Just how do we communicate with others in our community? and how, apart from the ballot box, do grassroots people actually communicate with government? Although journalists talk of their right to keep the public informed, grassroots info is rarely sufficiently newsworthy for the major media organisations to run with, which means that vital communication becomes an expensive marketing exercise often beyond grassroots projects’ budgets. In Wonthaggi, Vic Gill Heal’s Creatively Connecting Communities Project works with locals on activities to communicate and ‘connect’ them bringing a sense of place and worth. (Bulletin 6, June 6th 2004) but, Gill says, a lot of people have not heard of the project.
The Women who Mean Business Project www.wwmb.org.au may have a communication advantage over Gill’s project as it springs from well established grassroots organizations – Gippsland Women’s Network and the Arts Network East Gippsland. It is a response to issues raised by Gippsland women: youth, unemployment, lack of community volunteers, apathy of community participation and pride, lack of art and culture appreciation, lack of exhibition space and many other issues which affect many rural communities. The apathy towards community participation and the lack of community volunteers was repeatedly raised by community-minded people when setting the Pigs Will Fly pilot project. Clearly these issues affect communities everywhere.
With the aim of increasing participation through community activities by bringing people together to work on common goals, the WwMB project won 3 year funding from the Community Support Fund. They will run art and community projects to develop grassroots talents in leadership, business and the arts with a minimum of 48 workshops in a 9 month period (2004-5) at Bemm River, Buchan, Rosedale, Moe, Warragul, Leongatha, Yarram and Swifts Creek. Each of these locations will have a working party consisting of 20 to 30 interested participants and all community members are welcome to participate in any or all of the activities and workshops on offer.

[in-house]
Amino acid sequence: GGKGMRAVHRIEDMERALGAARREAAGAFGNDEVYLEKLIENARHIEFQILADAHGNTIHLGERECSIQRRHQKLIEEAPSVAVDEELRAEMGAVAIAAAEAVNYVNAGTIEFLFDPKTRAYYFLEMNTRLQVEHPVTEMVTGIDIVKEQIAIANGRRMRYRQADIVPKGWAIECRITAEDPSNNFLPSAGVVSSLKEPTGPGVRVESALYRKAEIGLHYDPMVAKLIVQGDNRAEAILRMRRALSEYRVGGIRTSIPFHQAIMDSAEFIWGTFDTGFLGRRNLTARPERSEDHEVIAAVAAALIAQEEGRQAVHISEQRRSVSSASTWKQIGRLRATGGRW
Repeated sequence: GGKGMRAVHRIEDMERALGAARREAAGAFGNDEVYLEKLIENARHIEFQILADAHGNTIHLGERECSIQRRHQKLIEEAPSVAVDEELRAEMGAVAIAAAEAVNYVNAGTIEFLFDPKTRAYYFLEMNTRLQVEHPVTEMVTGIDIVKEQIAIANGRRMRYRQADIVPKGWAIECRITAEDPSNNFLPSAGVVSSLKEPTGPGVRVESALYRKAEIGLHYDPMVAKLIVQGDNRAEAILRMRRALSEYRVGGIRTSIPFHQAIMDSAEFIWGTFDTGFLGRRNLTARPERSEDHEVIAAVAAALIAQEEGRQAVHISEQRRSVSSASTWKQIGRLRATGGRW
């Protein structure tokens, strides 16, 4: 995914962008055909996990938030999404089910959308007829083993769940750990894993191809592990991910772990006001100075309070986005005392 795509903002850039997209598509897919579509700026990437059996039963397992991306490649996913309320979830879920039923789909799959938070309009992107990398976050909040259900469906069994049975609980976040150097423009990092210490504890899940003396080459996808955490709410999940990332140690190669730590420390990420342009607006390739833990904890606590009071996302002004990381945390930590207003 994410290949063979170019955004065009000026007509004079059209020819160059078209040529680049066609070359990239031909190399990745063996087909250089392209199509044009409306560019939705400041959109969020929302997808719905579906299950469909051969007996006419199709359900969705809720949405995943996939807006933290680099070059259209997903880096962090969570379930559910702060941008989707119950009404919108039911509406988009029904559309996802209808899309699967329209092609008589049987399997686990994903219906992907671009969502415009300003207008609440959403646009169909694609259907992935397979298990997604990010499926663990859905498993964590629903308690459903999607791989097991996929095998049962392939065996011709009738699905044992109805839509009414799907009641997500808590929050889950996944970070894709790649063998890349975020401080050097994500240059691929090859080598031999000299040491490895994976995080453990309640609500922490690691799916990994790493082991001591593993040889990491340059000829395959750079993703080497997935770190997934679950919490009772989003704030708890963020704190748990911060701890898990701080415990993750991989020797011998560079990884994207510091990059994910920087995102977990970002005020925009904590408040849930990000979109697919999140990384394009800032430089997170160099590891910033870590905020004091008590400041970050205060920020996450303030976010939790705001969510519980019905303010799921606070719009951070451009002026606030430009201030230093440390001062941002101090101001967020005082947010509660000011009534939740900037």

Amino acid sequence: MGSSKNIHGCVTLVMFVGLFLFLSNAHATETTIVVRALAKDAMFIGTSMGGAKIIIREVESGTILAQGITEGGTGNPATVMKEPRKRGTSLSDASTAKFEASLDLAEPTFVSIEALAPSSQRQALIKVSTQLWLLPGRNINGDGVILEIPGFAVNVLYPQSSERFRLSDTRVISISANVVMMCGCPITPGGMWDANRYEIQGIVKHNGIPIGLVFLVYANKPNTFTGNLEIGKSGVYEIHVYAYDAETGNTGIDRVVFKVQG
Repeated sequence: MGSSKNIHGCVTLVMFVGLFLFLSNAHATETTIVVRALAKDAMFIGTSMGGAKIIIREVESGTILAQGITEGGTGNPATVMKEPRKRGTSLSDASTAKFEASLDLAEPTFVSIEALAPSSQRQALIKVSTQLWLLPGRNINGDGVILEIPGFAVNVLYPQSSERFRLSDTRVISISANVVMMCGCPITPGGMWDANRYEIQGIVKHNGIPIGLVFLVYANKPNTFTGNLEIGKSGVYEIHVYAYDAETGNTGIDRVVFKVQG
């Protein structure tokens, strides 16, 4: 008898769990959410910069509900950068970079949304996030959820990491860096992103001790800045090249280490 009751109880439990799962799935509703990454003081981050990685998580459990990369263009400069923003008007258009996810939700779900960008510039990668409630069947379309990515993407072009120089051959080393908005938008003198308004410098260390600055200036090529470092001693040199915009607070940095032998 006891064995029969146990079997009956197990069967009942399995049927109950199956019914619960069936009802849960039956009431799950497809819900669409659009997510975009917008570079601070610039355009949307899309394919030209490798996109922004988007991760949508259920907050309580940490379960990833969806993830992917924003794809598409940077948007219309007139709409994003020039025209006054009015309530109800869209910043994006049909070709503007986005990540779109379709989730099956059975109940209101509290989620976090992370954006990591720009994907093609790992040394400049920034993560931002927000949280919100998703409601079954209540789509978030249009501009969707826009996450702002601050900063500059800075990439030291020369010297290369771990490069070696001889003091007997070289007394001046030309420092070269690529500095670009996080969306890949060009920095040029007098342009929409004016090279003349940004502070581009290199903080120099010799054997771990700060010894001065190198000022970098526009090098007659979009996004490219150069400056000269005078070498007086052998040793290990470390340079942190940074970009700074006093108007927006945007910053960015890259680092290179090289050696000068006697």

This need to communicate with people also featured in the Weekend Australian’s editorial (August 21-22 2004). Despite happy stories of Islamic migrants in Shepparton, Victoria, (home to 3500 Iraquis in a total population of 60,000), the editorial says Australians have a right to an explanation of how migrants, including islamists, can help the economy and bring us cultural benefits, and, there needs to be honesty in dealing with cultural problems adjusting to life here. ‘Governments should not make the same mistake they made over the past 15 years of economic reform, in not explaining how Australia would have been worse off in the long term’.
Do journalists NOT have a role to play here? How many people read government publications or tune in to government advertising? Surely the best way of communicating is through mainstream media coverage of stories relating to these issues?